In a general disquisition on death as the final end, he responds to Ian Sample for Britain's Guardian (15 May 2011),
What is the value in knowing "Why are we here?" The universe is governed by science. But science tells us that we can't solve the equations, directly in the abstract. We need to use the effective theory of Darwinian natural selection of those societies most likely to survive. We assign them higher value.
Who assigns them higher value? Is there a way of determining what societies are most likely to survive, absent details?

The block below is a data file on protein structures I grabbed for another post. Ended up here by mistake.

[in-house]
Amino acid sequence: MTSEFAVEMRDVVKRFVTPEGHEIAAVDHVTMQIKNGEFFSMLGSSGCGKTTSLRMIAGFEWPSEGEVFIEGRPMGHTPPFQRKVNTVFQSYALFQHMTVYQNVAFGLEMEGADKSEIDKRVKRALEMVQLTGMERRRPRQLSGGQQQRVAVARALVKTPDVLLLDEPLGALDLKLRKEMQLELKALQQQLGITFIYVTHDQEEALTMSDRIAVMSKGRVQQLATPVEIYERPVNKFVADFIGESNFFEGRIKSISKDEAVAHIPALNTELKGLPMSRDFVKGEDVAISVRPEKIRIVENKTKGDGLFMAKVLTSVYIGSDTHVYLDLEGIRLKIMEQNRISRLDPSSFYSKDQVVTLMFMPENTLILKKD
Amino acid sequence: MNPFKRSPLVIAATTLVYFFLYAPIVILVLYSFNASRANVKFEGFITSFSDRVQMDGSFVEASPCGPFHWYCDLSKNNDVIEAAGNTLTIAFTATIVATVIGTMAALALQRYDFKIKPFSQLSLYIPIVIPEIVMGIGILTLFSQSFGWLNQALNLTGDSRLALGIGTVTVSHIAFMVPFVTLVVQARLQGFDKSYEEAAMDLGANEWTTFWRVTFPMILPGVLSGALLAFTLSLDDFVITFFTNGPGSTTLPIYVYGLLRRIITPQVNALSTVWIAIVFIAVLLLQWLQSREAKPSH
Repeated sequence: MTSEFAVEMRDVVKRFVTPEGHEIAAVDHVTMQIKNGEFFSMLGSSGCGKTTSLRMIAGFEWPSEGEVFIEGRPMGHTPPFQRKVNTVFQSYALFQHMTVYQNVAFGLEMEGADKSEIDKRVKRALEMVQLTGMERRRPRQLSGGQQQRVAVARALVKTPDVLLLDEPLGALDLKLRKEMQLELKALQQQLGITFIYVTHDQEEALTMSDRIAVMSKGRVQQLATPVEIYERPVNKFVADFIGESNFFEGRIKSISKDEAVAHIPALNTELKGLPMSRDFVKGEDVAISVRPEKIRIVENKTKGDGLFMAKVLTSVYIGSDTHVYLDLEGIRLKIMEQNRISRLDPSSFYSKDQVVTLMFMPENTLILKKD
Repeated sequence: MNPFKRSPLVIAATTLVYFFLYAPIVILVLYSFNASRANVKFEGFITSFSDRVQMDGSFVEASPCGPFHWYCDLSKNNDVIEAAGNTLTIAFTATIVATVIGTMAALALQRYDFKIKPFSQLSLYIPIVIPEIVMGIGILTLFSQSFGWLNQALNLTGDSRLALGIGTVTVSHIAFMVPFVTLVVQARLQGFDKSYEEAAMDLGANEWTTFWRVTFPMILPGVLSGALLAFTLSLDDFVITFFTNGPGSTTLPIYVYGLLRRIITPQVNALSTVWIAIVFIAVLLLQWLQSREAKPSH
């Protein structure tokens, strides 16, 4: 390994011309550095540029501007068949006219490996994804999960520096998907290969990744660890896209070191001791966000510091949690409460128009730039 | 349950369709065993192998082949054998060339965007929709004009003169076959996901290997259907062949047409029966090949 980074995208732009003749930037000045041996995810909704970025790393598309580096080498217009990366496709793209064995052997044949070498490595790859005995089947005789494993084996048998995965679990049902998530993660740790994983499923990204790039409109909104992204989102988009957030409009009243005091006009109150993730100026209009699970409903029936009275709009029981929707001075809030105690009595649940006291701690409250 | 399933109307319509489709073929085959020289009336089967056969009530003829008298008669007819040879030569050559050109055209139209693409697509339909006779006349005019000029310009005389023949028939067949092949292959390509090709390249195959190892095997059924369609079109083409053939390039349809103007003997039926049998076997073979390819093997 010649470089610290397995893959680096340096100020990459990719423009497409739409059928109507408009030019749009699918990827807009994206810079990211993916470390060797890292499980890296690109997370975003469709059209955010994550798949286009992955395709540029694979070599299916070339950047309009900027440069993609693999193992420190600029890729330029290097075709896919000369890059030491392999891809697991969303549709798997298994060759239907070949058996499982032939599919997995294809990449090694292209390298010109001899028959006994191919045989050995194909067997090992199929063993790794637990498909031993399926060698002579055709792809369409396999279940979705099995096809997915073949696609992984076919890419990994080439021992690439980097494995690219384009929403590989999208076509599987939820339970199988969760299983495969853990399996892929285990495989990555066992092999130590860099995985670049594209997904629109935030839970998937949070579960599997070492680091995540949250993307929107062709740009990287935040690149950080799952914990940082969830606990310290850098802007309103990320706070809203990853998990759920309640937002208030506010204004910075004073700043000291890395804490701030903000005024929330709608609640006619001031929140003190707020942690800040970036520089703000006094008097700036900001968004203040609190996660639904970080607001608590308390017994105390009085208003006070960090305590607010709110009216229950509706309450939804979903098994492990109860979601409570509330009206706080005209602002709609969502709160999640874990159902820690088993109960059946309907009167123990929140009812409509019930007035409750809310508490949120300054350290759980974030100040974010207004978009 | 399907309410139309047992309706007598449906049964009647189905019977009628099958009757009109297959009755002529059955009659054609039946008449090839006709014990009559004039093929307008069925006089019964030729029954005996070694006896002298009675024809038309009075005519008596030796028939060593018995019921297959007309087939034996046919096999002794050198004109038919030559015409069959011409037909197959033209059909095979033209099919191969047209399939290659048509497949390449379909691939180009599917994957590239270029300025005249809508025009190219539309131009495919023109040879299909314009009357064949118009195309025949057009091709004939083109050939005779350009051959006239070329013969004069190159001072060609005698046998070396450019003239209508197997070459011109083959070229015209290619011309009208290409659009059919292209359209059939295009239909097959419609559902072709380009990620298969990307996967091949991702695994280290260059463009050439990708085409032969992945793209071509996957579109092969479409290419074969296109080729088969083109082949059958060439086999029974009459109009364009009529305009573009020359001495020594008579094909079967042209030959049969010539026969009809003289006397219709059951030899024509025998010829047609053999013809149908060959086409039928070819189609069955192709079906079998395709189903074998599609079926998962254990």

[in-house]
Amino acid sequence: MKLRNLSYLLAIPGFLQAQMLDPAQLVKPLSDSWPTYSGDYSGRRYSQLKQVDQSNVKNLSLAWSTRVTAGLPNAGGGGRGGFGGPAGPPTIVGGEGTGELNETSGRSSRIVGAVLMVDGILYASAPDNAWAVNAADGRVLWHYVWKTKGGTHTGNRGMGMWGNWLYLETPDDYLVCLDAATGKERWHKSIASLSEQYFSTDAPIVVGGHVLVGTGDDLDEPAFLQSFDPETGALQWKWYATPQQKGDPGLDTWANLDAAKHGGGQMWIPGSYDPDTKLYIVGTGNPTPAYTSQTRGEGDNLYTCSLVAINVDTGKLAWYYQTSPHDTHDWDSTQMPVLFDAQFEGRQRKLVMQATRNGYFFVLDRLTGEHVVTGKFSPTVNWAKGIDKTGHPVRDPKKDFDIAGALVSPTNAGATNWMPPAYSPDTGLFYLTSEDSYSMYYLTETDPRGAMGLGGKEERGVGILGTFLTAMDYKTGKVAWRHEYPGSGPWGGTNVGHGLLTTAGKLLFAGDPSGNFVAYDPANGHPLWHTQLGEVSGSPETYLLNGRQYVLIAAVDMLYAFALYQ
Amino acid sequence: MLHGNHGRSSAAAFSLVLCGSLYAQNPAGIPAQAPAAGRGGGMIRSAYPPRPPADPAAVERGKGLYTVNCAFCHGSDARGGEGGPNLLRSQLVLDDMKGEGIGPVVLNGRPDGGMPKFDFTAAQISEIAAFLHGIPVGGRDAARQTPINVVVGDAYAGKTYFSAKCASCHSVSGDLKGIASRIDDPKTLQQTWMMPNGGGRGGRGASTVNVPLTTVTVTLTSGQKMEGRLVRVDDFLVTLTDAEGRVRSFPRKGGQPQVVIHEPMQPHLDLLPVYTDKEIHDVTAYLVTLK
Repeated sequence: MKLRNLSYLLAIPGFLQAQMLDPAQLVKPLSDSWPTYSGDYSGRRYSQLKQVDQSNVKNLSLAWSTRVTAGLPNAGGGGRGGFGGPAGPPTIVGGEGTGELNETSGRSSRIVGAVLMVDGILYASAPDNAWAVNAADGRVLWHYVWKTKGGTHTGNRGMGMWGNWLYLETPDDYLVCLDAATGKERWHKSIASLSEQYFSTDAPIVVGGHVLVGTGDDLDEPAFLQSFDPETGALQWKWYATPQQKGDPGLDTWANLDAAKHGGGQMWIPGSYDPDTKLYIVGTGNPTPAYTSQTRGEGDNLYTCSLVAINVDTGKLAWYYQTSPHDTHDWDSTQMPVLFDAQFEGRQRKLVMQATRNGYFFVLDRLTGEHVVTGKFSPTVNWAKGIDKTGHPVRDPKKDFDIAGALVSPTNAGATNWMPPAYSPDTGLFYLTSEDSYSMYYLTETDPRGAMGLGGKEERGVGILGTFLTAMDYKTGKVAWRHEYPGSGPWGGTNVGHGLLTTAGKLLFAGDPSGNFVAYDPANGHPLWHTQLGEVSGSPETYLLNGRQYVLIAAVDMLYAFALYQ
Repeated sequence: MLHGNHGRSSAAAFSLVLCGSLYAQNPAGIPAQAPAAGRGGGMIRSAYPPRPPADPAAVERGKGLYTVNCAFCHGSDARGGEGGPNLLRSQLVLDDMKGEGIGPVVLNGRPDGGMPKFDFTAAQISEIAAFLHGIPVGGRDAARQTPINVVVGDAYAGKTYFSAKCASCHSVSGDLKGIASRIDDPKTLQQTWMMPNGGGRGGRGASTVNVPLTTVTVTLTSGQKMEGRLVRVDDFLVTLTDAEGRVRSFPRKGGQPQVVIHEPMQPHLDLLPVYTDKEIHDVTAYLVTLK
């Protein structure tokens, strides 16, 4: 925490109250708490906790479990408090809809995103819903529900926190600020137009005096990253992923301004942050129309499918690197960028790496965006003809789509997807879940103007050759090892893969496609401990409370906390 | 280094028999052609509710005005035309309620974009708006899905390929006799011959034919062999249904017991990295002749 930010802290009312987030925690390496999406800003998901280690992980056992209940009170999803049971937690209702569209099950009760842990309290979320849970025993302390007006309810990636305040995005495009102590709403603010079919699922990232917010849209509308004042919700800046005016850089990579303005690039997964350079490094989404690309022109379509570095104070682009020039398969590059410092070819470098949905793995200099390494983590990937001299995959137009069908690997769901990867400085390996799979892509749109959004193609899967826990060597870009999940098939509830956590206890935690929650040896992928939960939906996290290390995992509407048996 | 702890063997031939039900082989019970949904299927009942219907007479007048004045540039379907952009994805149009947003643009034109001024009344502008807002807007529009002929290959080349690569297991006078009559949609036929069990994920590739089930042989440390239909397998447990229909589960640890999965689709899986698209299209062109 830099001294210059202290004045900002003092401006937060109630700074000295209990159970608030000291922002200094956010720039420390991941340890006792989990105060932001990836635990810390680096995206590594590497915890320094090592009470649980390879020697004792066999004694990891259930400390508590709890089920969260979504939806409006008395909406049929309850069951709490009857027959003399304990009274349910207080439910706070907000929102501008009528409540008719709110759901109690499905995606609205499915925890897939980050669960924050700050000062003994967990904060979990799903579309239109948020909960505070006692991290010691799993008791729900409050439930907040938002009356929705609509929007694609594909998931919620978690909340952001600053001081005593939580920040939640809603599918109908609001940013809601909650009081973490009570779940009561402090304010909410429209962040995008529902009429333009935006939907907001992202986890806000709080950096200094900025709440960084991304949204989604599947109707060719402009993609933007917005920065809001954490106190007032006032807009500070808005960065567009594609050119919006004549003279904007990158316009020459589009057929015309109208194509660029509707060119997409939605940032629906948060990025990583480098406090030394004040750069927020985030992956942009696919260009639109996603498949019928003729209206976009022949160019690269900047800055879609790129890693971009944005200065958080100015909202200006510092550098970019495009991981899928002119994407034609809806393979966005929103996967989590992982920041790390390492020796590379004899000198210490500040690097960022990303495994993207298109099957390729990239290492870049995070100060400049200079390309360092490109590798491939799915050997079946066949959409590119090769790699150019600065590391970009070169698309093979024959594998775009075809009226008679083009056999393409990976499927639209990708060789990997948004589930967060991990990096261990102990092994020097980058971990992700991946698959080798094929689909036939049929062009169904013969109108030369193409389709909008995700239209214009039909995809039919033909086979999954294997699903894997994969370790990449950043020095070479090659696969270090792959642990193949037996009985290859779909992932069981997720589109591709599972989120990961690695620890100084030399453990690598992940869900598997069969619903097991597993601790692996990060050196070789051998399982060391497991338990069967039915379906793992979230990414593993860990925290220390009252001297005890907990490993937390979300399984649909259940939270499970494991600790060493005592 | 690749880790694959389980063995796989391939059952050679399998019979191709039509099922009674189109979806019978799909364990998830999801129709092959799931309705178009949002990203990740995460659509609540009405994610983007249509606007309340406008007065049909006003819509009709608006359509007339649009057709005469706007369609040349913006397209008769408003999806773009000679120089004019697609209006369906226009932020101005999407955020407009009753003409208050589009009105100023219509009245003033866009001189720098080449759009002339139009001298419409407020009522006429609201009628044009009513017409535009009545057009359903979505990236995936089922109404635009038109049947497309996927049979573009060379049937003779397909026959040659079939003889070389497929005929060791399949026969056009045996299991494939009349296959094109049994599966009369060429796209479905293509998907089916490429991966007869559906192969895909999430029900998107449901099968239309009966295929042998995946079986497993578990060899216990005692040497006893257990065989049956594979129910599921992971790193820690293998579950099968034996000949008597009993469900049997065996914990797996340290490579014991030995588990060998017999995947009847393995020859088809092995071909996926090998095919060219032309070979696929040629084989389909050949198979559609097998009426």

History has frequently produced societies "most likely to survive" that experience little freedom and low quality of life. Why should "we" (?) assign them higher value? Thoughts?
Note: The interview is very short, and dwarfed by Sample's informative introduction. The piece as a whole suggests that Hawking is struggling in some way. More later.
Denyse O'Leary is co-author of The Spiritual Brain.